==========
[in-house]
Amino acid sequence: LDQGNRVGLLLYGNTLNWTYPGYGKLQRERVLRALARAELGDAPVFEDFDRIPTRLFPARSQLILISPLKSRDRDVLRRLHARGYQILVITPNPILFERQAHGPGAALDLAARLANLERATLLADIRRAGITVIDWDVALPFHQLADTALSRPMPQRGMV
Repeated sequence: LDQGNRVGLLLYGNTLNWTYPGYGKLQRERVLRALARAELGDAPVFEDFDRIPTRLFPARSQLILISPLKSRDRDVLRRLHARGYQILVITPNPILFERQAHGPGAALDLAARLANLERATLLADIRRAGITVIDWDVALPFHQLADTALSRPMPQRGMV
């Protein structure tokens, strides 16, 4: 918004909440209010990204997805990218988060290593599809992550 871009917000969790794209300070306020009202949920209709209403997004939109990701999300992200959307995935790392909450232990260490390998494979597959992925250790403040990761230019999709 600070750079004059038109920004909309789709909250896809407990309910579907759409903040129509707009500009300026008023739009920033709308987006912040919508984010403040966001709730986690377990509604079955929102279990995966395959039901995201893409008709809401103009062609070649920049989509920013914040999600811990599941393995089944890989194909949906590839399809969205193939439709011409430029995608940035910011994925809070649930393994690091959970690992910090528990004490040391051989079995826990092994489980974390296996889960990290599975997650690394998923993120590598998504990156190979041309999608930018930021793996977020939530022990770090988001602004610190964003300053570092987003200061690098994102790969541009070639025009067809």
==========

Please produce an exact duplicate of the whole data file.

[in-house]
Amino acid sequence: LDQGNRVGLLLYGNTLNWTYPGYGKLQRERVLRALARAELGDAPVFEDFDRIPTRLFPARSQLILISPLKSRDRDVLRRLHARGYQILVITPNPILFERQAHGPGAALDLAARLANLERATLLADIRRAGITVIDWDVALPFHQLADTALSRPMPQRGMV
Repeated sequence: LDQGNRVGLLLYGNTLNWTYPGYGKLQRERVLRALARAELGDAPVFEDFDRIPTRLFPARSQLILISPLKSRDRDVLRRLHARGYQILVITPNPILFERQAHGPGAALDLAARLANLERATLLADIRRAGITVIDWDVALPFHQLADTALSRPMPQRGMV
């Protein structure tokens, strides 16, 4: 918004909440209010990204997805990218988060290593599809992550 871009917000969790794209300070306020009202949920209709209403997004939109990701999300992200959307995935790392909450232990260490390998494979597959992925250790403040990761230019999709 600070750079004059038109920004909309789709909250896809407990309910579907759409903040129509707009500009300026008023739009920033709308987006912040919508984010403040966001709730986690377990509604079955929102279990995966395959039901995201893409008709809401103009062609070649920049989509920013914040999600811990599941393995089944890989194909949906590839399809969205193939439709011409430029995608940035910011994925809070649930393994690091959970690992910090528990004490040391051989079995826990092994489980974390296996889960990290599975997650690394998923993120590598998504990156190979041309999608930018930021793996977020939530022990770090988001602004610190964003300053570092987003200061690098994102790969541009070639025009067809």